Winter running is tough but you can do it too

The benefits, the downsides and the how-to

In cold weather your body uses more energy to stay warm, so #running in winter burns calories faster. Click To Tweet

In winter, we tend to spend more time indoors, eat more and get a little lazier. The cold, dark days are not great for motivation. Serotonin levels drop, making us crave more sugar and starch.

Working out at home is a good way to fight off the winter blues, but I also really like mixing it up by getting outside for a run. A big gulp of fresh air keeps my motivation high for other types of exercise, my mind is invigorated and gives my skin a healthy glow (admittedly, at first it just goes red, but fast forward about an hour and there’s the glow 😉 )

Even if the idea of running on cold winter days seems a little crazy or you think you’re not tough enough, don’t throw in the towel before you give it a proper go. Consider this –

The Benefits 

  1. In cold weather your body uses more energy to stay warm, so running in winter burns calories faster.
  2. Exercise outdoors brings your serotonin levels right up. Your mood is better, and you are more motivated for both exercise and work.
  3. It keeps the winter bulge at bay. Since we’re likely to eat more during the cold season, it only makes sense to exercise more as well.
  4. Come summer, you will feel more confident in your body and be ready to run further and/or faster.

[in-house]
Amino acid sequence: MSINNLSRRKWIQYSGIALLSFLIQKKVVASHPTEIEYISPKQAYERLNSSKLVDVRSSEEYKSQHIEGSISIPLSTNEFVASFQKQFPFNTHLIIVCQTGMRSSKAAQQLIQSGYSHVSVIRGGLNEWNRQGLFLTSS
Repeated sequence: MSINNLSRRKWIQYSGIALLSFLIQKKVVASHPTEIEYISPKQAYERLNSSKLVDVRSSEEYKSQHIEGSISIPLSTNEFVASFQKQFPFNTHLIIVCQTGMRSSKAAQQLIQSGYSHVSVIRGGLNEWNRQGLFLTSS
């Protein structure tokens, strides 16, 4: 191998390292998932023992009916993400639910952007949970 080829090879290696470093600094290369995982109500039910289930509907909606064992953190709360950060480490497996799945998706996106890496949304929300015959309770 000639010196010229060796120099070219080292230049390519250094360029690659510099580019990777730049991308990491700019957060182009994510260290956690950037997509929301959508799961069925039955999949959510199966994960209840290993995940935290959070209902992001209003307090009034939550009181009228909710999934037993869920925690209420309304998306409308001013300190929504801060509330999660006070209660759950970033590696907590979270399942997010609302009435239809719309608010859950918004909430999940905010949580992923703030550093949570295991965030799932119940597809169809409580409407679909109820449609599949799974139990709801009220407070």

5. Stepping out of your comfort zone and persisting makes you feel badass. You’re more likely to take on other challenges and to succeed.

The Downsides 

  1. People often worry about slippery surfaces and it’s a legitimate concern, but appropriate shoes massively reduce the risk.
  2. In cold weather, it’s especially important not to skip the warm up. Add the time needed to wrap up in layers, and a little jog in winter always ends up taking more time than in summer.
  3. If you live in a big city like London, making the most of cold, sunny days is great, but it may be worth checking air pollution levels. Sometimes it’s worth changing your route to avoid areas with a lot of busy roads.

Tips to Make it Happen 

  1. Don’t overdress. The last thing you want is cold sweat on your back. Think 10-15 degrees warmer than if you were going for a walk. You might also want to invest in a moisture wicking base layer. Your body will stay dry and you will avoid the wind-chill.
  2. Accessorize. Wear a hat and gloves. If your head tends to get hot, try a band to protect only your ears and forehead from the cold.
  3. Start by running during daylight hours. It’s easier to brave the cold when it’s not dark.
  4. Start small. A quick run doesn’t mean you have to go fast. Go slow. You don’t have to go far either. Actually, just go. You don’t even have to break a sweat at first. Fifteen minutes of light jogging is much better for your body than slouching on the couch.
  5. Some women report being intimidated by running alone. Find a buddy, and let your confidence grow with time.
  6. Breathe in through the nose. The air will travel a longer way through your body and warm up before it hits the lungs.
  7. Take a hot shower straight after. It will feel amazing and you will want that feeling again.
  8. Eat well. You don’t want to stuff yourself right before going out, but a wholesome meal a couple of hours later will keep your body warm and your energy high.
  9. Stay hydrated. It’s easy to forget about water when it’s chilly, but you still need to drink extra water. When your runs get longer, buy yourself one of those funny bottles with a handle and keep sipping on the go.
  10. Warm up before leaving the house. It’s the only way to keep injuries at bay and prepare your body to reap the rewards from your run.